ARMS: Quarterly first and fourth Azure a Bend of five Lozenges conjoined Or second and third per pale indented Or and Gules over all a Cross Ermine thereon a Mitre proper.
CREST: On a Wreath Or and Azure issuant from a Mural Crown Or charged with a Rose Gules charged with another Argent barbed and seeded proper a dexter Arm embowed the hand holding a Hammer all proper; Mantled Azure doubled Or.
SUPPORTERS: On the dexter side a Female Figure (representing) Art) proper vested Argent wreathed round the temples with Laurel Vert tied by a Riband Gules holding in the sinister hand resting on the Shield a Book bound also Gules and in the dexter a Painter's Palette Or with two Brushes proper and on the sinister side a Man habited as a Smith (representing Industry) holding in the dexter hand resting on the Shield a Cupel and in the sinister a Hammer resting on an Anvil all proper.
BADGE: A Roundel per pale indented Argent and Sable within a Cogwheel Gules between each pair of Cogs a Bezant.

Granted 10th May 1977, to replace those granted on 3rd April 1889 and the supporters granted on 4th April 1889. These previous arms, crest and supporters were re-exemplified 31st August 1936..

The City of Birmingham was extended in 1974 by the inclusion of the Borough of Sutton Coldfield.

birmingham city arms The 1974 Arms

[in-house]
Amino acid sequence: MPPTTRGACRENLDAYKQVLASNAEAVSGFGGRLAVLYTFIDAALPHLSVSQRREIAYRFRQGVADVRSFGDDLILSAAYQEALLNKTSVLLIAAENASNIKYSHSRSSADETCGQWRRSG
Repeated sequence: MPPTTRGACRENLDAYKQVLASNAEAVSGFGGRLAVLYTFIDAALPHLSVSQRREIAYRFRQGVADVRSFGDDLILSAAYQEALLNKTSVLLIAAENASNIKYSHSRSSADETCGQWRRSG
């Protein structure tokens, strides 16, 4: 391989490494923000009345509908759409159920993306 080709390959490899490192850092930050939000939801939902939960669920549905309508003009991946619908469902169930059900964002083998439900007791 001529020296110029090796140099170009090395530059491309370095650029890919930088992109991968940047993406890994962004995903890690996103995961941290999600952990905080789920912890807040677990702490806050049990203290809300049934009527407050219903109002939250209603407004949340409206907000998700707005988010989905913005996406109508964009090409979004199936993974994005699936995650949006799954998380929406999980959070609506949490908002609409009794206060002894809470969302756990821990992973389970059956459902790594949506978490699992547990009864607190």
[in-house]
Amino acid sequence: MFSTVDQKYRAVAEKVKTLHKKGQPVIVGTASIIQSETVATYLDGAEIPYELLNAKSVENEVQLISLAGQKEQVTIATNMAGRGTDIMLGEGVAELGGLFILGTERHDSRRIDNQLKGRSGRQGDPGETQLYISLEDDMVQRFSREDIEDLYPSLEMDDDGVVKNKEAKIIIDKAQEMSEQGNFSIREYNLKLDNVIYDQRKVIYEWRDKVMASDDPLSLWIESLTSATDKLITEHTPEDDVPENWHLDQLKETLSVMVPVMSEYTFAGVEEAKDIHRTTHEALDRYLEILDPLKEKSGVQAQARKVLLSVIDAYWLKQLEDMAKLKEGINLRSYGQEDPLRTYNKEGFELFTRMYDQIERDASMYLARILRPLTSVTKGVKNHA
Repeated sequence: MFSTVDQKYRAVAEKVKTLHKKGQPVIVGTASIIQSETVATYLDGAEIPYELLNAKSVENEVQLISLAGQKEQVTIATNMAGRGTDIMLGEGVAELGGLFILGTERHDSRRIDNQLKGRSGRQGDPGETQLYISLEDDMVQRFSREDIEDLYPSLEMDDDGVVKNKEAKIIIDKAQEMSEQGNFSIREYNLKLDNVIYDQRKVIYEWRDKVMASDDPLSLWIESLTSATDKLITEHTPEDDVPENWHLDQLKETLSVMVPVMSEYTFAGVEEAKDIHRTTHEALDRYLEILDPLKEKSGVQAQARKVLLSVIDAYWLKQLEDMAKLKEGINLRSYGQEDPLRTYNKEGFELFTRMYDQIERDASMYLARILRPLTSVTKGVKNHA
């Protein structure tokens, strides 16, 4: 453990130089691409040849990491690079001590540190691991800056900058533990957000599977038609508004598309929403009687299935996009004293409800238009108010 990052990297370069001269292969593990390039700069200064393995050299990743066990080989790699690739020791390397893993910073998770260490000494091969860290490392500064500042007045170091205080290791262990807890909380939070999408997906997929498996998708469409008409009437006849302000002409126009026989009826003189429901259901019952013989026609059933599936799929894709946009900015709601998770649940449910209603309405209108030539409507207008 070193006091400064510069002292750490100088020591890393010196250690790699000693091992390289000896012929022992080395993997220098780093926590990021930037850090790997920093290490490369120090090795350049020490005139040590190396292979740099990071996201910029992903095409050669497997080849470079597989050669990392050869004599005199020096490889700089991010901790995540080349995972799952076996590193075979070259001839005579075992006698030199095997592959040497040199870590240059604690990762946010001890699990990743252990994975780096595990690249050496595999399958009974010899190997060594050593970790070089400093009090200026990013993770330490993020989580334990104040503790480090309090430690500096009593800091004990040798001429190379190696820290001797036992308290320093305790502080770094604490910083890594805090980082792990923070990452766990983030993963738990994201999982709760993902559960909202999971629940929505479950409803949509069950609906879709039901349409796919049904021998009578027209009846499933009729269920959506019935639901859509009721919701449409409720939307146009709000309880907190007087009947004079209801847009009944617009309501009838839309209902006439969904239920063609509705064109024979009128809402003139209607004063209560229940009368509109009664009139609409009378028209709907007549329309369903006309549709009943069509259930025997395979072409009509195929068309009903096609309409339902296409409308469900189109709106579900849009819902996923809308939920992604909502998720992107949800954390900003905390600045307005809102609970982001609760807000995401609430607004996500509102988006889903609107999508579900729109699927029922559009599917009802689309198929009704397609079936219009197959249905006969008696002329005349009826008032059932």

old birmingham city arms The 1889 Arms
birmingham badge

The arms in the quarters of the shield are two distinct coats used by the de Bermingham family, who held the manor in the 13th century (and perhaps from the time of the Conquest) until 1527, when Edward de Birmingham was deprived of his property by John Dudley, Duke of Northumberland, by means of a false charge of riot. The bendwise lozenges appear on the shield of an effigy in the church of St. Martins-in-the-Bull Ring, believed to be William de Bermingham. Later members of the family seemed to have quartered the two coats in one shield, but with the quarters reversed. This order of the coats was used by the City for difference. The 1889 arms orginally had an ermine fess from the arms of the Calthorpe family, Lords of the Manor of Edgbaston. This has now been replaced by the ermine cross and mitre, from the arms of the Borough of Sutton Coldfield. This is a reference to John Harman or Vesey, Bishop of Exeter. He was born in Sutton and obtained my advantages for the Town.
The mural crown, arm and hammer refer to civic government and industry. The Tudor rose alludes to Henry VIII, who granted Sutton Coldfield a Charter in 1528.
The figures (reversed from the former achievement) represent art and industry. The cupel refers to the jewellery quarter and the anvil refers to the tradition of heavy industry.


ARMS: Per pale Gules and Vert an Elephant statant bearing on his back a Castle triple-towered and domed Or.
CREST: On a Wreath of the Colours a Cat statant guardant proper.
SUPPORTERS: On the dexter side an Eagle wings elevated and addorsed Sable langued and legged Gules and on the sinister side a Phoenix wings elevated and addorsed Or langued Gules the Flames proper.